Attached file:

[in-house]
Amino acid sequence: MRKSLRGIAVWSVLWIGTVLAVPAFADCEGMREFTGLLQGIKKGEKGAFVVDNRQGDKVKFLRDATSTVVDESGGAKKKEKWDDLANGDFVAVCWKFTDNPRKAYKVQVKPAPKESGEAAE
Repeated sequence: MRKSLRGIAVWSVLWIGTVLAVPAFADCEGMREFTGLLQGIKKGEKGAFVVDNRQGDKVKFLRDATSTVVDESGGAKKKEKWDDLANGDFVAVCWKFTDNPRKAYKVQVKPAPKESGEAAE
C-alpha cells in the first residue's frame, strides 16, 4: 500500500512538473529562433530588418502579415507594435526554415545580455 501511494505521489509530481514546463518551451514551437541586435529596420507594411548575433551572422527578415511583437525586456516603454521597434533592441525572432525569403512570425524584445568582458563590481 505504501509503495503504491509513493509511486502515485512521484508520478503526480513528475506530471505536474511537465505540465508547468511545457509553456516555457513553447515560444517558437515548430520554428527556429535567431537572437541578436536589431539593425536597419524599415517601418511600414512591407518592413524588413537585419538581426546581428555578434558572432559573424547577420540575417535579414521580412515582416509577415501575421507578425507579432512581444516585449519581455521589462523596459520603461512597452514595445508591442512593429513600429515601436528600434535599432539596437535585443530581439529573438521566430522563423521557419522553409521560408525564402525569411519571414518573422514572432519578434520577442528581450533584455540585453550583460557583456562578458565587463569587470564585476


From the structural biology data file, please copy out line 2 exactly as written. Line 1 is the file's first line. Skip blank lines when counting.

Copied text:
Amino acid sequence: MRKSLRGIAVWSVLWIGTVLAVPAFADCEGMREFTGLLQGIKKGEKGAFVVDNRQGDKVKFLRDATSTVVDESGGAKKKEKWDDLANGDFVAVCWKFTDNPRKAYKVQVKPAPKESGEAAE